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Gotti trial: Alite didn't keep 'scorecard' of hits

After accusing John "Junior" Gotti of dozens of crimes in testimony for the prosecution that stretched over five days, John Alite faced defense questions about discrepancies in his estimates of how many people he shot as cross-examination of the mob turncoat began Tuesday in Gotti's murder and racketeering trial.

Gotti's lawyer Charles Carnesi, suggesting that Alite is imprecise under oath, started the cross out slowly by pointing out that when Alite first testified early this year at the trial of Gambino family hit man Charles Carnesi, Alite said he had shot 30 people in his criminal career. By the time of the Gotti trial, the number had risen to 45.

"I've committed crimes every day of my life for the last 20 years," responded Alite, 47, a former pal and top lieutenant to Gotti who began his testimony last week in the trial in federal court in Manhattan. "I'm not sure. I didn't keep a scorecard."

Gotti, 45, of Oyster Bay, was tried on racketeering charges three times in 2005 and 2006. Each case ended with a hung jury, but Alite did not testify at previous trials.

Alite is awaiting sentencing on a racketeering conviction that could land him in prison for life, and he is hoping for leniency. Cross-examination is expected to focus in part on defense claims that Alite is lying about Gotti to win points with the government.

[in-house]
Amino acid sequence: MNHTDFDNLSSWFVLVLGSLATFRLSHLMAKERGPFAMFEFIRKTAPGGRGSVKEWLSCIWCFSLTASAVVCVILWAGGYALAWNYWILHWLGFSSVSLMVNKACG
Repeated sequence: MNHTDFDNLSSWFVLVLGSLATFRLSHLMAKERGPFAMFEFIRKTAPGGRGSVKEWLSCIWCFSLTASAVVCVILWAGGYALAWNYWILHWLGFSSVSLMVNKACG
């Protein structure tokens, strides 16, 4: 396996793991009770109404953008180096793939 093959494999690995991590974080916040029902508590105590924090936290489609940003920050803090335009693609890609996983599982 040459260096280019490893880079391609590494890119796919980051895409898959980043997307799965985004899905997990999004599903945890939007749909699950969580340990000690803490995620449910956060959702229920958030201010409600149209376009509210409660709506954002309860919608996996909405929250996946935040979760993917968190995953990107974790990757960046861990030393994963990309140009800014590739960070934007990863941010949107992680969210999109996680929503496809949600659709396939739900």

Completing his direct examination Tuesday morning, Alite admitted that he wrote letters to some of the people he has accused of wrongdoing, asking them for money while he was in a Brazilian prison awaiting extradition from 2004 to 2006 and trying to raise funds to bribe his way out.

Prosecutors, outside the presence of the jury, also told U.S. District Court Judge Kevin Castel that in jailhouse notes to a lawyer, Alite indicated that prosecutors had been encouraging him to lie. The prosecutors asked the judge to restrict cross-examination on that issue.

At the close of Alite's direct examination, he said, without getting specific, that he had made up a lot of things in the notes, trying to get the lawyer who was representing him in his fight against extradition to the United States to explore how different scenarios might play out.

"It was different angles, lies, that I was trying to fight that . . . maybe they can twist or turn to fight extradition," Alite testified.

Cross-examination is continuing Tuesday afternoon.

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